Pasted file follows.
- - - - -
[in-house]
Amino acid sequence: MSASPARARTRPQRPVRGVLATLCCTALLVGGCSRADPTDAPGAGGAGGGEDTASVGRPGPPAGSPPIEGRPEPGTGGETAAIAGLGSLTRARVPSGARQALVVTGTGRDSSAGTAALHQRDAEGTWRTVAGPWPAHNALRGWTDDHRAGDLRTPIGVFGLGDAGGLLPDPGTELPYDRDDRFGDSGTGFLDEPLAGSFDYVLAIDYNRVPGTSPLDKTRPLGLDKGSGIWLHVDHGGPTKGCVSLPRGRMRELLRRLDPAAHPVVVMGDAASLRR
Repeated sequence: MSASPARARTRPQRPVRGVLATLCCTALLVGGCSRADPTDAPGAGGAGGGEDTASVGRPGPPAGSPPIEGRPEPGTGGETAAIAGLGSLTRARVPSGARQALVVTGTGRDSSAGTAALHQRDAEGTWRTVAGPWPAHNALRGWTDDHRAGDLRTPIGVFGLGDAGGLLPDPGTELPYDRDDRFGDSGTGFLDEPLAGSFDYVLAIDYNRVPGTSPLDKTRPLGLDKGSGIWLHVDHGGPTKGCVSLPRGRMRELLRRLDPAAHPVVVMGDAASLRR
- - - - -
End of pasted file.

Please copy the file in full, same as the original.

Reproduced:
[in-house]
Amino acid sequence: MSASPARARTRPQRPVRGVLATLCCTALLVGGCSRADPTDAPGAGGAGGGEDTASVGRPGPPAGSPPIEGRPEPGTGGETAAIAGLGSLTRARVPSGARQALVVTGTGRDSSAGTAALHQRDAEGTWRTVAGPWPAHNALRGWTDDHRAGDLRTPIGVFGLGDAGGLLPDPGTELPYDRDDRFGDSGTGFLDEPLAGSFDYVLAIDYNRVPGTSPLDKTRPLGLDKGSGIWLHVDHGGPTKGCVSLPRGRMRELLRRLDPAAHPVVVMGDAASLRR
Repeated sequence: MSASPARARTRPQRPVRGVLATLCCTALLVGGCSRADPTDAPGAGGAGGGEDTASVGRPGPPAGSPPIEGRPEPGTGGETAAIAGLGSLTRARVPSGARQALVVTGTGRDSSAGTAALHQRDAEGTWRTVAGPWPAHNALRGWTDDHRAGDLRTPIGVFGLGDAGGLLPDPGTELPYDRDDRFGDSGTGFLDEPLAGSFDYVLAIDYNRVPGTSPLDKTRPLGLDKGSGIWLHVDHGGPTKGCVSLPRGRMRELLRRLDPAAHPVVVMGDAASLRR